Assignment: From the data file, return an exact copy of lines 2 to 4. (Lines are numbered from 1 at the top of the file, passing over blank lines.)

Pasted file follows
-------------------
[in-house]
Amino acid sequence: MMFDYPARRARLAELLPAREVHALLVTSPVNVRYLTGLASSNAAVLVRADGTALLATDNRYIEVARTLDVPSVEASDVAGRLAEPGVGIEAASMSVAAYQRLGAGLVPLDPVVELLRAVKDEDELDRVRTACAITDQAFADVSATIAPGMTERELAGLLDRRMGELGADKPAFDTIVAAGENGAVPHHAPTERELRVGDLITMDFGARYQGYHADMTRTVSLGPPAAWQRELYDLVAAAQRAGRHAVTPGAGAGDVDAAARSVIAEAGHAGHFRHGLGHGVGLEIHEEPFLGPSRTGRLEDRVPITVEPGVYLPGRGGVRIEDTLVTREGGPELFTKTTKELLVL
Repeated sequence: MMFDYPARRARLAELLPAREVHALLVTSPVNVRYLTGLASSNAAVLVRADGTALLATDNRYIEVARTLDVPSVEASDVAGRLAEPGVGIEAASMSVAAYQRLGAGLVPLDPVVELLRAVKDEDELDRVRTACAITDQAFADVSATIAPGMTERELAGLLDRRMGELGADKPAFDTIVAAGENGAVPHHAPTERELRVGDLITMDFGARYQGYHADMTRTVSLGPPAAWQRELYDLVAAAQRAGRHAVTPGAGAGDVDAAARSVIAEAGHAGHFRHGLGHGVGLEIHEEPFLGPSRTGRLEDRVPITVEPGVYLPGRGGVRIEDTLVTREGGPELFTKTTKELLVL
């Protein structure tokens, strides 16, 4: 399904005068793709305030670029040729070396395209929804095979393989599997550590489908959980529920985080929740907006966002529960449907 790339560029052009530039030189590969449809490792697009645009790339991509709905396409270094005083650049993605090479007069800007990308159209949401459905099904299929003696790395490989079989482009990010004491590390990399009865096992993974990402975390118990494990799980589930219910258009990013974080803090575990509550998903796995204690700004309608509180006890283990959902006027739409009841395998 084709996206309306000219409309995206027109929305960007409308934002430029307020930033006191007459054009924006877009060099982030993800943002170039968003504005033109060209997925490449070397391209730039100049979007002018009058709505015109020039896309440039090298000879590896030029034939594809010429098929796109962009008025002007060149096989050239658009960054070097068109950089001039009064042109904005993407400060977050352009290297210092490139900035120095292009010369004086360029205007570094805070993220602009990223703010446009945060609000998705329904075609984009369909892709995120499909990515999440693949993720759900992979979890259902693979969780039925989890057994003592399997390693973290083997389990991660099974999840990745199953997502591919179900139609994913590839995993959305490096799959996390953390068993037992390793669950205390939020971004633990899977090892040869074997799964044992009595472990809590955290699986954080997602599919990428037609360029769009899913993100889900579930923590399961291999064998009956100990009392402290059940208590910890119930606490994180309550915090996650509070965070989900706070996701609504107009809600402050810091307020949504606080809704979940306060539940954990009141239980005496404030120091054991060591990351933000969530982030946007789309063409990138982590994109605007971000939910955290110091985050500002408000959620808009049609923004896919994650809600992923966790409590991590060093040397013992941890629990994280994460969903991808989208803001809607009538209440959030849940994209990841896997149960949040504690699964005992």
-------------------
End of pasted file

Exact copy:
Amino acid sequence: MMFDYPARRARLAELLPAREVHALLVTSPVNVRYLTGLASSNAAVLVRADGTALLATDNRYIEVARTLDVPSVEASDVAGRLAEPGVGIEAASMSVAAYQRLGAGLVPLDPVVELLRAVKDEDELDRVRTACAITDQAFADVSATIAPGMTERELAGLLDRRMGELGADKPAFDTIVAAGENGAVPHHAPTERELRVGDLITMDFGARYQGYHADMTRTVSLGPPAAWQRELYDLVAAAQRAGRHAVTPGAGAGDVDAAARSVIAEAGHAGHFRHGLGHGVGLEIHEEPFLGPSRTGRLEDRVPITVEPGVYLPGRGGVRIEDTLVTREGGPELFTKTTKELLVL
Repeated sequence: MMFDYPARRARLAELLPAREVHALLVTSPVNVRYLTGLASSNAAVLVRADGTALLATDNRYIEVARTLDVPSVEASDVAGRLAEPGVGIEAASMSVAAYQRLGAGLVPLDPVVELLRAVKDEDELDRVRTACAITDQAFADVSATIAPGMTERELAGLLDRRMGELGADKPAFDTIVAAGENGAVPHHAPTERELRVGDLITMDFGARYQGYHADMTRTVSLGPPAAWQRELYDLVAAAQRAGRHAVTPGAGAGDVDAAARSVIAEAGHAGHFRHGLGHGVGLEIHEEPFLGPSRTGRLEDRVPITVEPGVYLPGRGGVRIEDTLVTREGGPELFTKTTKELLVL
């Protein structure tokens, strides 16, 4: 399904005068793709305030670029040729070396395209929804095979393989599997550590489908959980529920985080929740907006966002529960449907 790339560029052009530039030189590969449809490792697009645009790339991509709905396409270094005083650049993605090479007069800007990308159209949401459905099904299929003696790395490989079989482009990010004491590390990399009865096992993974990402975390118990494990799980589930219910258009990013974080803090575990509550998903796995204690700004309608509180006890283990959902006027739409009841395998 084709996206309306000219409309995206027109929305960007409308934002430029307020930033006191007459054009924006877009060099982030993800943002170039968003504005033109060209997925490449070397391209730039100049979007002018009058709505015109020039896309440039090298000879590896030029034939594809010429098929796109962009008025002007060149096989050239658009960054070097068109950089001039009064042109904005993407400060977050352009290297210092490139900035120095292009010369004086360029205007570094805070993220602009990223703010446009945060609000998705329904075609984009369909892709995120499909990515999440693949993720759900992979979890259902693979969780039925989890057994003592399997390693973290083997389990991660099974999840990745199953997502591919179900139609994913590839995993959305490096799959996390953390068993037992390793669950205390939020971004633990899977090892040869074997799964044992009595472990809590955290699986954080997602599919990428037609360029769009899913993100889900579930923590399961291999064998009956100990009392402290059940208590910890119930606490994180309550915090996650509070965070989900706070996701609504107009809600402050810091307020949504606080809704979940306060539940954990009141239980005496404030120091054991060591990351933000969530982030946007789309063409990138982590994109605007971000939910955290110091985050500002408000959620808009049609923004896919994650809600992923966790409590991590060093040397013992941890629990994280994460969903991808989208803001809607009538209440959030849940994209990841896997149960949040504690699964005992």